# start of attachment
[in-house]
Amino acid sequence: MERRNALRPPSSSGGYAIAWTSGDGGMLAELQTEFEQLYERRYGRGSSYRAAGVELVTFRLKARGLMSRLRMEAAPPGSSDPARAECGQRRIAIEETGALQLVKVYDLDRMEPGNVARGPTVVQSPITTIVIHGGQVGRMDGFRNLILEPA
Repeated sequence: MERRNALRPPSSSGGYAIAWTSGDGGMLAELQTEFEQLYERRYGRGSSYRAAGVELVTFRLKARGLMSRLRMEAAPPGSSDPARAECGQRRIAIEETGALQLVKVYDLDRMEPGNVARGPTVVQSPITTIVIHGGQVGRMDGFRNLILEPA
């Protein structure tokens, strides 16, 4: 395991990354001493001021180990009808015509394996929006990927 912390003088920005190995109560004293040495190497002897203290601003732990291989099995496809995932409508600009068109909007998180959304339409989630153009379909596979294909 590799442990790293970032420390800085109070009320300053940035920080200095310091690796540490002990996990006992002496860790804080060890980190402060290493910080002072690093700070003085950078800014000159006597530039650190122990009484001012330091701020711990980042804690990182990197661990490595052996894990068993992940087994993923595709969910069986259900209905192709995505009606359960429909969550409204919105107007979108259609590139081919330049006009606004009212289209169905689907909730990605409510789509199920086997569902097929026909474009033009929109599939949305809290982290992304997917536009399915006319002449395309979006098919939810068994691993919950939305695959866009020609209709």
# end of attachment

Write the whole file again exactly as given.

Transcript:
[in-house]
Amino acid sequence: MERRNALRPPSSSGGYAIAWTSGDGGMLAELQTEFEQLYERRYGRGSSYRAAGVELVTFRLKARGLMSRLRMEAAPPGSSDPARAECGQRRIAIEETGALQLVKVYDLDRMEPGNVARGPTVVQSPITTIVIHGGQVGRMDGFRNLILEPA
Repeated sequence: MERRNALRPPSSSGGYAIAWTSGDGGMLAELQTEFEQLYERRYGRGSSYRAAGVELVTFRLKARGLMSRLRMEAAPPGSSDPARAECGQRRIAIEETGALQLVKVYDLDRMEPGNVARGPTVVQSPITTIVIHGGQVGRMDGFRNLILEPA
């Protein structure tokens, strides 16, 4: 395991990354001493001021180990009808015509394996929006990927 912390003088920005190995109560004293040495190497002897203290601003732990291989099995496809995932409508600009068109909007998180959304339409989630153009379909596979294909 590799442990790293970032420390800085109070009320300053940035920080200095310091690796540490002990996990006992002496860790804080060890980190402060290493910080002072690093700070003085950078800014000159006597530039650190122990009484001012330091701020711990980042804690990182990197661990490595052996894990068993992940087994993923595709969910069986259900209905192709995505009606359960429909969550409204919105107007979108259609590139081919330049006009606004009212289209169905689907909730990605409510789509199920086997569902097929026909474009033009929109599939949305809290982290992304997917536009399915006319002449395309979006098919939810068994691993919950939305695959866009020609209709």